Well this is interesting. Last week, Napster founder Sean Parker and Prem Akkaraju ruffled feathers by announcing plans for a new venture called Screening Room, which aims to provide first-run movies straight into the homes of viewers for a premium price—$50 to be exact. This isn’t the first time such a service has been considered, but in the past these ventures have failed due to pressure from theater chains, which are none too pleased about seeing potential revenue drops when folks can watch the same movies at home. However, Screening Room just got a massiveboost in the form of a “thumbs up” from a triumvirate of Hollywood filmmaking titans.
Per Variety, Steven Spielberg, Peter Jackson, and J.J. Abrams are backing the company, as are Ron Howard and his producing partner Brian Grazer. That is some serious clout for such a controversial venture, and seems to ensure that this thing might actually take off. Sony Pictures vice chairman Jeff Blake is also a shareholder, and while only some of these filmmakers have actually invested money, all of them hold shares in the start-up.
So what’s the rub? How does Screening Room work and what makes it different from previous premium home entertainment services? Users will be charged $150 for access to the anti-piracy equipped set-top box, which provides a safeguard from studios worried that Star Wars: The Force Awakens or what have you is going to leak onto the internet in pristine quality. Moreover, at $50 a movie, Screening Room is offering to cut theater owners in on some of the revenue, as much as $20 per film, while also offering two free tickets to each customer to see the movie at a theater, where the hope is that concessions will be purchased. And we all know overpriced popcorn and child-sized sodas are where theaters really make their money.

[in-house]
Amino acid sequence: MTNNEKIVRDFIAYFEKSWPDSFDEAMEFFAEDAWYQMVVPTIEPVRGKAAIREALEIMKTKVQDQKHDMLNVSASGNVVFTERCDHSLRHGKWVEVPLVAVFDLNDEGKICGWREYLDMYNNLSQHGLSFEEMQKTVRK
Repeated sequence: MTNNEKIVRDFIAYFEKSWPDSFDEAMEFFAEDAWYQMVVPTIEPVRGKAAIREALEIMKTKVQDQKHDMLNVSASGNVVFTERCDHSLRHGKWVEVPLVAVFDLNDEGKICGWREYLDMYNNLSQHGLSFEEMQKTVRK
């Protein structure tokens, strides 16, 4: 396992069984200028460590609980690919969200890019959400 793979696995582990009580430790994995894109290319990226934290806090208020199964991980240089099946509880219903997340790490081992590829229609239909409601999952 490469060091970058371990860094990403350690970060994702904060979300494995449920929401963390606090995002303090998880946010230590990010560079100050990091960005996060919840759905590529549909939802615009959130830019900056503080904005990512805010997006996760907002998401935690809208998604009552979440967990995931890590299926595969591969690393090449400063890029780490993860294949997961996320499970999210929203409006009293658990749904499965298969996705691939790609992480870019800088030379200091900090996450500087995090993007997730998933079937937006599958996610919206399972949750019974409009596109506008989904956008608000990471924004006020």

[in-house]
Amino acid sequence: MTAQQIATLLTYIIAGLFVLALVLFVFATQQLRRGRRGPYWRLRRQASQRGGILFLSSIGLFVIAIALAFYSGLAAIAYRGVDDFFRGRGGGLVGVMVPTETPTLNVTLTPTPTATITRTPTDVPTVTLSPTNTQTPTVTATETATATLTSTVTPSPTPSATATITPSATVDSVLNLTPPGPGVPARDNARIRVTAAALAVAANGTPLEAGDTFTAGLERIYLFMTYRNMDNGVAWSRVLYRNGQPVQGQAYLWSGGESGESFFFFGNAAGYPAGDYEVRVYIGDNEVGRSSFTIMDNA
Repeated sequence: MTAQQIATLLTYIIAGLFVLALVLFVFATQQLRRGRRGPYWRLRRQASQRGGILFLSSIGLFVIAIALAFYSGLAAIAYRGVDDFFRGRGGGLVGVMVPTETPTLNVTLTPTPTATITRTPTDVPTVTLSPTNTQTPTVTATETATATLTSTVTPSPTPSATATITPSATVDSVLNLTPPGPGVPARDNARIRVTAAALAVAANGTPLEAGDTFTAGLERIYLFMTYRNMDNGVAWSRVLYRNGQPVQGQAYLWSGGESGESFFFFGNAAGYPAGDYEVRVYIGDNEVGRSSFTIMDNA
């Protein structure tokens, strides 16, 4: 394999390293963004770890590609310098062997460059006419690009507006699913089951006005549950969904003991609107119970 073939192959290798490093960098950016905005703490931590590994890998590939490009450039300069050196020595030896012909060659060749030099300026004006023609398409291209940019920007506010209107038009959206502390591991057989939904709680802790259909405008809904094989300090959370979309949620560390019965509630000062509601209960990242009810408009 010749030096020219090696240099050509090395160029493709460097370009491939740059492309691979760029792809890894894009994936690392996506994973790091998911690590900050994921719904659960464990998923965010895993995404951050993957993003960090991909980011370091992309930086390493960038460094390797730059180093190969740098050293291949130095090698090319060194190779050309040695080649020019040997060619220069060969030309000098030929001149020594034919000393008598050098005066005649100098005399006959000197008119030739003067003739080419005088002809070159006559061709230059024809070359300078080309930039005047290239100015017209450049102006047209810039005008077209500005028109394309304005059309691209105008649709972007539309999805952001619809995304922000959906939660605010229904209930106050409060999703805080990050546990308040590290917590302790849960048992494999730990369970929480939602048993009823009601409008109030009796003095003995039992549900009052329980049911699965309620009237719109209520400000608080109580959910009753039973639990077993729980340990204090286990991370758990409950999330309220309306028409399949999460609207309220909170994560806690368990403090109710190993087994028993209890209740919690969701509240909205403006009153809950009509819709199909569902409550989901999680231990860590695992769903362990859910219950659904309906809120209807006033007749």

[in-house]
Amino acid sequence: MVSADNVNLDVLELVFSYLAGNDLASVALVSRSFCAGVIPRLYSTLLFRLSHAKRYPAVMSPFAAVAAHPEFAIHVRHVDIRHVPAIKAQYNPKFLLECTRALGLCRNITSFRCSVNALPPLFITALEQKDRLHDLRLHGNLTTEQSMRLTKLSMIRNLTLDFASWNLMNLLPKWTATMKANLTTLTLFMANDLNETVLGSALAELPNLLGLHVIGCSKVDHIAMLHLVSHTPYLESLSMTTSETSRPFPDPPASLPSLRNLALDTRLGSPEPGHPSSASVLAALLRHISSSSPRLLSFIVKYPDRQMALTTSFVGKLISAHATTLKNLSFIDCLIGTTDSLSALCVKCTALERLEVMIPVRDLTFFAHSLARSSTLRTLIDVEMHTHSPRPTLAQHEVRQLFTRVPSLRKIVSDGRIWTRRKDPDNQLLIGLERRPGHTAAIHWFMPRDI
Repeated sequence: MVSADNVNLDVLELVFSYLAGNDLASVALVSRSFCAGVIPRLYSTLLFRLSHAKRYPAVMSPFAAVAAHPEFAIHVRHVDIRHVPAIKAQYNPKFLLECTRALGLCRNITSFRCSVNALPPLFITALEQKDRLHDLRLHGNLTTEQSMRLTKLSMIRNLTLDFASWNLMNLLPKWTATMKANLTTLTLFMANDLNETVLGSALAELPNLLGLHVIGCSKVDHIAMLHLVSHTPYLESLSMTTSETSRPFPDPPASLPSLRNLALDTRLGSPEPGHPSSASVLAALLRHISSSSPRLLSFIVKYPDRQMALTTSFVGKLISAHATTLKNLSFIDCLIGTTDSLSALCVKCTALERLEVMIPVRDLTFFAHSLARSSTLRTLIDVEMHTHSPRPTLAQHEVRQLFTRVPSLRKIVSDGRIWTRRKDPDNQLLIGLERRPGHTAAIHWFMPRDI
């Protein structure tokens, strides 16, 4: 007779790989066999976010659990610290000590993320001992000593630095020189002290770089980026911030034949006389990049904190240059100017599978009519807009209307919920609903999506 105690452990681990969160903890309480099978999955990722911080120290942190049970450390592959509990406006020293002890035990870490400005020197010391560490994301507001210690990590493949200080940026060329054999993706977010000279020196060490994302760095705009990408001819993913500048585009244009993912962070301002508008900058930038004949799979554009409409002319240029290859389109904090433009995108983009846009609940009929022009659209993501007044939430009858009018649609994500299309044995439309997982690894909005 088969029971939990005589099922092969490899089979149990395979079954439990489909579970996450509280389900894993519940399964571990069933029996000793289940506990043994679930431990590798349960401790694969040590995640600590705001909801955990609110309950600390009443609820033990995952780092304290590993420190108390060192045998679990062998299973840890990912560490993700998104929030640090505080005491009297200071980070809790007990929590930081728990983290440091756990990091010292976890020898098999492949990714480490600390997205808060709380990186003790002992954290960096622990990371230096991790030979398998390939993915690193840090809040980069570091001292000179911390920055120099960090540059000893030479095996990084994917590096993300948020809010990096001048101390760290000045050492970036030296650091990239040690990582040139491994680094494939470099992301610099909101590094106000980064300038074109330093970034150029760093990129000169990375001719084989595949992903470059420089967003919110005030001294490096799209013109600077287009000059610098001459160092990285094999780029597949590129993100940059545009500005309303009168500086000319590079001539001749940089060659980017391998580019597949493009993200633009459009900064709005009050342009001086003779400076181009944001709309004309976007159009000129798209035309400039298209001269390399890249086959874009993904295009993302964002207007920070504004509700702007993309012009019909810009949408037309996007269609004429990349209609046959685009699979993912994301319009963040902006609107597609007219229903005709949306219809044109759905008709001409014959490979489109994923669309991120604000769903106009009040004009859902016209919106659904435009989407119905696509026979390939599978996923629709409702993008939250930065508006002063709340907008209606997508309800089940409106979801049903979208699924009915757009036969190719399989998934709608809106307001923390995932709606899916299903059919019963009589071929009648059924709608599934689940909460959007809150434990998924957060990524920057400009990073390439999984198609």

This is an attempt to assuage fears from theater chains that their revenue will shrink should premium services such as Screening Room take off, and it’s rather smart. Giving them a cut of the deal, and enticing customers to actually go out to the theater later and buy snacks, is an olive branch of sorts.
Customers will have 48 hours to watch the movie, with the idea “to capture an audience older than teens and young adults, who might have responsibilities such as children that prevent them from going to the theater.” That makes sense. While $50 is mighty expensive per movie, this service won’t only cater to those with plenty of disposable income. For parents or handicapped people that have trouble leaving the house, Screening Room offers the opportunity to see these big event films at the same time as everyone else rather than having to hope that Netflix somehow lands the streaming rights in a year’s time.
The endorsement of these filmmakers should go a long way to further convincing studios and exhibitors to come onboard, and with the incentives built in, this certainly sounds like it could be the future of moviegoing. While I will always take the theater experience over watching a movie in my house, I’m not opposed to this option being available to those that can/need to use it.